Today’s weather has created an entirely new category of wild fires. We cannot control these fires by any suppression resources now available anywhere in the world said one Australian researcher.
Juan Cole, a longtime blogger on American politics, agrees that wildfire is the new reality. He commented that Donald Trump’s rants about the danger of Mexicans and Guatamalans flooding into our country were not a real problem. The real danger was from climate change and the devastation it was bringing with it.
Cole said that the real emergency is global warming. 13 government agencies agreed that our climate crisis will slash the us gross domestic product by 10% at the end of the century, and that it will devastate our crops and flood and lash our coasts. And the cost of global warming to the world in 2018 alone was already in the tens of billions of dollars.
Cole ended by saying that “The real invading hordes are the wildfires of the Western states. Wildfires in California destroyed hundreds of thousands of acres in 2018.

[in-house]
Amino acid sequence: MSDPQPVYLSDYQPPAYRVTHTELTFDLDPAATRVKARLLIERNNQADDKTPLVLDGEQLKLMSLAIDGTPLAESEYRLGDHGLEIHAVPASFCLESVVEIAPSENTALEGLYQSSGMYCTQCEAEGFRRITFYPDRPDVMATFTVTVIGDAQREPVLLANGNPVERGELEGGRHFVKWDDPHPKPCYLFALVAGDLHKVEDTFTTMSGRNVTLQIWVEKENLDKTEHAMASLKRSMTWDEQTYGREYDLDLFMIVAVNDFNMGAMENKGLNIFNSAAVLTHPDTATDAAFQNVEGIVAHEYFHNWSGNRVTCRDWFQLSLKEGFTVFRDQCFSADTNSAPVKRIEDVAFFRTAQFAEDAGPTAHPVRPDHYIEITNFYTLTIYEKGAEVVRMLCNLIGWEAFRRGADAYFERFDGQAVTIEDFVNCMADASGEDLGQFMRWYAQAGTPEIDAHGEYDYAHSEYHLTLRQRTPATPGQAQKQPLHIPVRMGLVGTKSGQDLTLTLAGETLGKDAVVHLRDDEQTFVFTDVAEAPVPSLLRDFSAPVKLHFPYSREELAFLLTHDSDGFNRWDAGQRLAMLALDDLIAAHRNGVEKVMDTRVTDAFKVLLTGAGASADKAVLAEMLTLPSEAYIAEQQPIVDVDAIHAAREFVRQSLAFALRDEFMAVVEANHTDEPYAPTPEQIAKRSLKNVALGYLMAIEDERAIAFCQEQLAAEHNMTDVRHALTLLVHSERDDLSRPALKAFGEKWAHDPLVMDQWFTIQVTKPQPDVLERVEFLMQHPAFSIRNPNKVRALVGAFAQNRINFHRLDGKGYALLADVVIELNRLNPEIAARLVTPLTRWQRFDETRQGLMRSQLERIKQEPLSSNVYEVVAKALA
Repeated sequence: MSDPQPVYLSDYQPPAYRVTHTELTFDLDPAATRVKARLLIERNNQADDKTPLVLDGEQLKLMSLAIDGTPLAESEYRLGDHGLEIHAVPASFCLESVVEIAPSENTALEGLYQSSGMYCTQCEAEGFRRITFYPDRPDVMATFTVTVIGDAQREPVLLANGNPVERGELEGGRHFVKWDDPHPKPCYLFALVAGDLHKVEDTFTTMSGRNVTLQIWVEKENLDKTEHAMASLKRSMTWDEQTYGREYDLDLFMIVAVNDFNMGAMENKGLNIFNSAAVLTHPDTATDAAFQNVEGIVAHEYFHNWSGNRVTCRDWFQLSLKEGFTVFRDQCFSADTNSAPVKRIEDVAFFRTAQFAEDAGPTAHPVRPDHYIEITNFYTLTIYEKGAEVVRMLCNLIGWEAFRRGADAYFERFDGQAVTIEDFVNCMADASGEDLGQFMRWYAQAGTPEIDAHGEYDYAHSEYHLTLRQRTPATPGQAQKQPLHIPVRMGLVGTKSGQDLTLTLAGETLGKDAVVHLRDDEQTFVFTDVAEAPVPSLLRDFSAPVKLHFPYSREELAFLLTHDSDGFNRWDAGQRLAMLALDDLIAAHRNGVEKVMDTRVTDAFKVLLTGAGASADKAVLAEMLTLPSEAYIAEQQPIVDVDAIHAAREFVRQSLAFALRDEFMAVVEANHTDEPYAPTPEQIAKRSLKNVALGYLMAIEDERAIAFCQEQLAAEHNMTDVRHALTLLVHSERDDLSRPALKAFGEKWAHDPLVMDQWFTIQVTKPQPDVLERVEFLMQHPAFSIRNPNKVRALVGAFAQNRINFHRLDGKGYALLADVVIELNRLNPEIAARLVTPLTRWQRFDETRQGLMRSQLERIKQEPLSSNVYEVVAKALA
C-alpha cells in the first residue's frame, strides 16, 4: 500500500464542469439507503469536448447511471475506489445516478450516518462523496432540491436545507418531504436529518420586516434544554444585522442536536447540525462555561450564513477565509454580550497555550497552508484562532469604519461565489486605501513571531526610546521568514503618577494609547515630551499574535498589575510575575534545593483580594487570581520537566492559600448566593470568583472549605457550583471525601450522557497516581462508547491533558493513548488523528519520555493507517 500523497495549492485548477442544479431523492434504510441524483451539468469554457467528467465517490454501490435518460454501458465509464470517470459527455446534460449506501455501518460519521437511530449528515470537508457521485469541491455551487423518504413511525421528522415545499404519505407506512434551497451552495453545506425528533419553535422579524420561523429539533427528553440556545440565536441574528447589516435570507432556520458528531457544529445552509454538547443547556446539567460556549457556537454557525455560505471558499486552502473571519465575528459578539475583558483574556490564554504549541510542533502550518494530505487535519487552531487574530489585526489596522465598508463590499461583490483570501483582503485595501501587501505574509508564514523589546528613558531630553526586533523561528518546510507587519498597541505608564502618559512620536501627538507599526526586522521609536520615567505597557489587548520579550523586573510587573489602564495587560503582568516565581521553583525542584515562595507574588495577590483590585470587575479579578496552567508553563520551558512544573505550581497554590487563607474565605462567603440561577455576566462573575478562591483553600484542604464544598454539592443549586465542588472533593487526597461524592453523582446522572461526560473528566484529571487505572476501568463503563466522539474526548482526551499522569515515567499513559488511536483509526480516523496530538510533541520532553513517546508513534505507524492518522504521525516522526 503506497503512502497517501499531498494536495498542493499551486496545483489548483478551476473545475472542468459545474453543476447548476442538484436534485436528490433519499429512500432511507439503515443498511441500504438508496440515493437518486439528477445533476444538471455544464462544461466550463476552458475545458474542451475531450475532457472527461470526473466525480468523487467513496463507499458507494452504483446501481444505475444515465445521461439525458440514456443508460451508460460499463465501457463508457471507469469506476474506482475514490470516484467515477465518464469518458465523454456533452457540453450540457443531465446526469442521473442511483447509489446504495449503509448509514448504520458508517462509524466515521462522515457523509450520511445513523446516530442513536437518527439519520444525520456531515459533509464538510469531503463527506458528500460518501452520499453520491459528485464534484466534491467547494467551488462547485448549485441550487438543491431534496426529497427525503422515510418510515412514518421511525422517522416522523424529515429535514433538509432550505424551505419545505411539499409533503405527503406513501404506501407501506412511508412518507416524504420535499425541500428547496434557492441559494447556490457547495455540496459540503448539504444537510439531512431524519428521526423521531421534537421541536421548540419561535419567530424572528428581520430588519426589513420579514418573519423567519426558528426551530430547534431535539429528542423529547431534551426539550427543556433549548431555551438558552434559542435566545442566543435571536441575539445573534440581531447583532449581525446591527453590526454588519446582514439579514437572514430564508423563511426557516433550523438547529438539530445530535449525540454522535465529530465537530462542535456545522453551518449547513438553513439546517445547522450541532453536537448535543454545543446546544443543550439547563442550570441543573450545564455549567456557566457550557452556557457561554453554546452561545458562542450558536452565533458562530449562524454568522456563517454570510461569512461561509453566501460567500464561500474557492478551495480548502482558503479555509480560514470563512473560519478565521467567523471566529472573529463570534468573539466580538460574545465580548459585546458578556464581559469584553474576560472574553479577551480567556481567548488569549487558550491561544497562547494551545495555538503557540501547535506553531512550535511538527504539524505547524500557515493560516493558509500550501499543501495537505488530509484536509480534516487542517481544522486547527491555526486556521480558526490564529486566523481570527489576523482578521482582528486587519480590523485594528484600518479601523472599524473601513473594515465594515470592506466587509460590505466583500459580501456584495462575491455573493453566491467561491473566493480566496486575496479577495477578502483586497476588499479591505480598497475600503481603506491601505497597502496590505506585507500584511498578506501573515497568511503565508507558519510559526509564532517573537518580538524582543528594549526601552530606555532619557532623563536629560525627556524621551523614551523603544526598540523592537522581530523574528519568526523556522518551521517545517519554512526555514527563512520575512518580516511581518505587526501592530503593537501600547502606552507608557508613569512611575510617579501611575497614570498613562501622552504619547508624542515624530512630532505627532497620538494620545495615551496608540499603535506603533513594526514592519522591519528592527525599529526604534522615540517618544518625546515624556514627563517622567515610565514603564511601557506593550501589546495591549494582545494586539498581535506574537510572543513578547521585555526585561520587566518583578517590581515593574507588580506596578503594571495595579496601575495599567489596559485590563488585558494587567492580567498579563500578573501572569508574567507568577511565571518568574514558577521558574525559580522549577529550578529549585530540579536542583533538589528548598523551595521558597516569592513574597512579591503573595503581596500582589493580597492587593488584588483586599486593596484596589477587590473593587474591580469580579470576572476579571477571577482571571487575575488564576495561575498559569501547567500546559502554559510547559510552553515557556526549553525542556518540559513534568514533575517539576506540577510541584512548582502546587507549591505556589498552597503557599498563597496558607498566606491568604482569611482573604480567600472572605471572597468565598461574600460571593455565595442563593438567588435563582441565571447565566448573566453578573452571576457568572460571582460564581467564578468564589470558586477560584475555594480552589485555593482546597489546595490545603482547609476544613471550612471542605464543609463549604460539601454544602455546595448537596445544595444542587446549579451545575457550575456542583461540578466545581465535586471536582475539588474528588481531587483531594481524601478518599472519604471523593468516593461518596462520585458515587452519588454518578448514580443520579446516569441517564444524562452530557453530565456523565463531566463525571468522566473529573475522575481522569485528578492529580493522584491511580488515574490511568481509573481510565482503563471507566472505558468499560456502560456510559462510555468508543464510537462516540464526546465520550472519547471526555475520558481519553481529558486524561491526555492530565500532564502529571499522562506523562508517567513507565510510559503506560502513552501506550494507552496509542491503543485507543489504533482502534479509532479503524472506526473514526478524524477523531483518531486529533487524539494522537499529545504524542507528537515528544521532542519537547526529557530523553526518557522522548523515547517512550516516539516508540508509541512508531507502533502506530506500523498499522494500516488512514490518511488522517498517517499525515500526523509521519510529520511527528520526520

Vox notes that although wildfires are natural in the American West, they are morphing into Franken-conflagrations under the impact of human-driven global heating. Vox went on to say that , “Six of California’s 10 most destructive wildfires on record have hit in just the past three years.” And the wildfires in 2018 were 30% larger than the past decade’s average. There is less time between fires for forests to recover, and less moisture in the air.
Matthew Brown of the AP argued that the entire American southwest is now different.
And this is just the beginning. An article in the New York Times on August 28, 2019 says that the whole world is on fire. “In South America, the Amazon basin is ablaze. Halfway around the world in central Africa, vast stretches of savanna are going up in flame. Arctic regions in Siberia are burning at a historic pace.” Wildfire is the new reality not just in the US; it is the new reality all over the world.